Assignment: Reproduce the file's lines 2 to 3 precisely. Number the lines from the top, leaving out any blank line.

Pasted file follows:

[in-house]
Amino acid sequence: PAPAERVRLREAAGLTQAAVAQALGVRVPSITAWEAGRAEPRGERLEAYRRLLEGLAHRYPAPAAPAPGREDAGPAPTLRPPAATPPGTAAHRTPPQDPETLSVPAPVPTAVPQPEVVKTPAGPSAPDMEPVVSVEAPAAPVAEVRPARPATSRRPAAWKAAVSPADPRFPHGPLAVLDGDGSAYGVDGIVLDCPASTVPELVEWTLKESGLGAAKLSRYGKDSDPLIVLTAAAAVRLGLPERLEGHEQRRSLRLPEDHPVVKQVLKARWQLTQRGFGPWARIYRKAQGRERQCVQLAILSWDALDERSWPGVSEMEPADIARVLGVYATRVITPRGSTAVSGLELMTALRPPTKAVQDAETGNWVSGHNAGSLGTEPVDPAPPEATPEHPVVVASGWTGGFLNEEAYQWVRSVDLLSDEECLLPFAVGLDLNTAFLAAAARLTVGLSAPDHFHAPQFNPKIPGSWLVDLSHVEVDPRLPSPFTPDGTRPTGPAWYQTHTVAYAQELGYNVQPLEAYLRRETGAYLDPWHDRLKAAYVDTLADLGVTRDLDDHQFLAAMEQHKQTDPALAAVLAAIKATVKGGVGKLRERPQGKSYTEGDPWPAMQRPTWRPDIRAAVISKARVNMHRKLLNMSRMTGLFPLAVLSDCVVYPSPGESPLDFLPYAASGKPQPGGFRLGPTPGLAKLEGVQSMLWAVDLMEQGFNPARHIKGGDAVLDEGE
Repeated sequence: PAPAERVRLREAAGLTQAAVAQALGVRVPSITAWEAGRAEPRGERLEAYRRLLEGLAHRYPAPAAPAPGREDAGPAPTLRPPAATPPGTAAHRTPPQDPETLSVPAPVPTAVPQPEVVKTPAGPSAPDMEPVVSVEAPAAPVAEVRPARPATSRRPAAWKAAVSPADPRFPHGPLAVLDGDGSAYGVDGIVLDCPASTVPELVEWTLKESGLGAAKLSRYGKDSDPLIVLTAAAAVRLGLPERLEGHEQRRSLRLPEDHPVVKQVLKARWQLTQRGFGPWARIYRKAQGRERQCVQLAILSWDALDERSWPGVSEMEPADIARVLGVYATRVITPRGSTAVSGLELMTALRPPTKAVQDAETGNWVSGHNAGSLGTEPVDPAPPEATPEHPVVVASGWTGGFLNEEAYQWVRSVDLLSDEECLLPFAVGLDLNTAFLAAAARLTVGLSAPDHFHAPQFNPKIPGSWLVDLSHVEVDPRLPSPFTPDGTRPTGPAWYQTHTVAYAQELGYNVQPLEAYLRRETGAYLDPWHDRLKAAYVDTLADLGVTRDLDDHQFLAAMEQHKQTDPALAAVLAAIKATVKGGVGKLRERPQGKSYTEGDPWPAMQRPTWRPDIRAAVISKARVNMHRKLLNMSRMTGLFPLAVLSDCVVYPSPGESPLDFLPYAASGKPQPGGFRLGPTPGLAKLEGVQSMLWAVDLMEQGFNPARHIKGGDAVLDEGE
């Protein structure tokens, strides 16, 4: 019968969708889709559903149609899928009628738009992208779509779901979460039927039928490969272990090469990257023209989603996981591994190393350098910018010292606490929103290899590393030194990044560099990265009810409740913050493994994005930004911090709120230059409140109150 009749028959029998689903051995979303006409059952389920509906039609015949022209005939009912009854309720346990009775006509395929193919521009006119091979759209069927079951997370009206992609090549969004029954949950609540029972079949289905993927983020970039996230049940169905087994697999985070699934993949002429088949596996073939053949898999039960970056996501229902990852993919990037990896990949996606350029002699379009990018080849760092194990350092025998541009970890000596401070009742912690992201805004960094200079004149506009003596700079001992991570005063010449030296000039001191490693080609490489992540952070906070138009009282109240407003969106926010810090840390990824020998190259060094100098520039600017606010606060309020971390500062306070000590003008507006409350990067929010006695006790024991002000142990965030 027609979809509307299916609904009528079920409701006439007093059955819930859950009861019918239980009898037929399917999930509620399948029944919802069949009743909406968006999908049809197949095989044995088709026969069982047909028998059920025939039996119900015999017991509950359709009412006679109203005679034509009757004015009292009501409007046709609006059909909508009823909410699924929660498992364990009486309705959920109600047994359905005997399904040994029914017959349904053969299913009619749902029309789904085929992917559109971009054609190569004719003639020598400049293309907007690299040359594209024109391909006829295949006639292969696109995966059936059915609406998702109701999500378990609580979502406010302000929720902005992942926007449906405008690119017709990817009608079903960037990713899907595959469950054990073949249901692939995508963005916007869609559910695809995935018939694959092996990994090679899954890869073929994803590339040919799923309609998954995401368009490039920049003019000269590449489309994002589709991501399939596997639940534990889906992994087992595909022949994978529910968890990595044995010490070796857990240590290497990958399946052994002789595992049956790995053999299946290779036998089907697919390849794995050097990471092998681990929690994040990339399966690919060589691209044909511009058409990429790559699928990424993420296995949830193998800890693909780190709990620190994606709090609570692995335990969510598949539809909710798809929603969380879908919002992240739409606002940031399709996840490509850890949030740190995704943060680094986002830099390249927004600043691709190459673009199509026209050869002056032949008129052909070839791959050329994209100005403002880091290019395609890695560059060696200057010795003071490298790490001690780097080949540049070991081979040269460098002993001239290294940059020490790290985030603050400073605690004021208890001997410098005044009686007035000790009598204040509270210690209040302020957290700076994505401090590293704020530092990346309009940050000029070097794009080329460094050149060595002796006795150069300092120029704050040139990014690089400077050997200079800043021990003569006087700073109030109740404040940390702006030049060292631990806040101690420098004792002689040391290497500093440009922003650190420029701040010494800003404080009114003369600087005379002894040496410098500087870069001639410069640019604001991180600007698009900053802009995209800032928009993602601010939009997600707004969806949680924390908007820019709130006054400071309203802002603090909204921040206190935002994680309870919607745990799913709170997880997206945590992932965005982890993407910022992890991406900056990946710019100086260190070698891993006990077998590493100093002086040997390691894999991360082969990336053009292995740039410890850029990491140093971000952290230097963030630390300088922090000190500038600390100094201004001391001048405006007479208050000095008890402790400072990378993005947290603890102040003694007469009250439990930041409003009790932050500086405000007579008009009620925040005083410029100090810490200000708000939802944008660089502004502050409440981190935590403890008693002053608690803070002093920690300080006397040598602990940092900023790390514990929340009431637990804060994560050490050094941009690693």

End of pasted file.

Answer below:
Amino acid sequence: PAPAERVRLREAAGLTQAAVAQALGVRVPSITAWEAGRAEPRGERLEAYRRLLEGLAHRYPAPAAPAPGREDAGPAPTLRPPAATPPGTAAHRTPPQDPETLSVPAPVPTAVPQPEVVKTPAGPSAPDMEPVVSVEAPAAPVAEVRPARPATSRRPAAWKAAVSPADPRFPHGPLAVLDGDGSAYGVDGIVLDCPASTVPELVEWTLKESGLGAAKLSRYGKDSDPLIVLTAAAAVRLGLPERLEGHEQRRSLRLPEDHPVVKQVLKARWQLTQRGFGPWARIYRKAQGRERQCVQLAILSWDALDERSWPGVSEMEPADIARVLGVYATRVITPRGSTAVSGLELMTALRPPTKAVQDAETGNWVSGHNAGSLGTEPVDPAPPEATPEHPVVVASGWTGGFLNEEAYQWVRSVDLLSDEECLLPFAVGLDLNTAFLAAAARLTVGLSAPDHFHAPQFNPKIPGSWLVDLSHVEVDPRLPSPFTPDGTRPTGPAWYQTHTVAYAQELGYNVQPLEAYLRRETGAYLDPWHDRLKAAYVDTLADLGVTRDLDDHQFLAAMEQHKQTDPALAAVLAAIKATVKGGVGKLRERPQGKSYTEGDPWPAMQRPTWRPDIRAAVISKARVNMHRKLLNMSRMTGLFPLAVLSDCVVYPSPGESPLDFLPYAASGKPQPGGFRLGPTPGLAKLEGVQSMLWAVDLMEQGFNPARHIKGGDAVLDEGE
Repeated sequence: PAPAERVRLREAAGLTQAAVAQALGVRVPSITAWEAGRAEPRGERLEAYRRLLEGLAHRYPAPAAPAPGREDAGPAPTLRPPAATPPGTAAHRTPPQDPETLSVPAPVPTAVPQPEVVKTPAGPSAPDMEPVVSVEAPAAPVAEVRPARPATSRRPAAWKAAVSPADPRFPHGPLAVLDGDGSAYGVDGIVLDCPASTVPELVEWTLKESGLGAAKLSRYGKDSDPLIVLTAAAAVRLGLPERLEGHEQRRSLRLPEDHPVVKQVLKARWQLTQRGFGPWARIYRKAQGRERQCVQLAILSWDALDERSWPGVSEMEPADIARVLGVYATRVITPRGSTAVSGLELMTALRPPTKAVQDAETGNWVSGHNAGSLGTEPVDPAPPEATPEHPVVVASGWTGGFLNEEAYQWVRSVDLLSDEECLLPFAVGLDLNTAFLAAAARLTVGLSAPDHFHAPQFNPKIPGSWLVDLSHVEVDPRLPSPFTPDGTRPTGPAWYQTHTVAYAQELGYNVQPLEAYLRRETGAYLDPWHDRLKAAYVDTLADLGVTRDLDDHQFLAAMEQHKQTDPALAAVLAAIKATVKGGVGKLRERPQGKSYTEGDPWPAMQRPTWRPDIRAAVISKARVNMHRKLLNMSRMTGLFPLAVLSDCVVYPSPGESPLDFLPYAASGKPQPGGFRLGPTPGLAKLEGVQSMLWAVDLMEQGFNPARHIKGGDAVLDEGE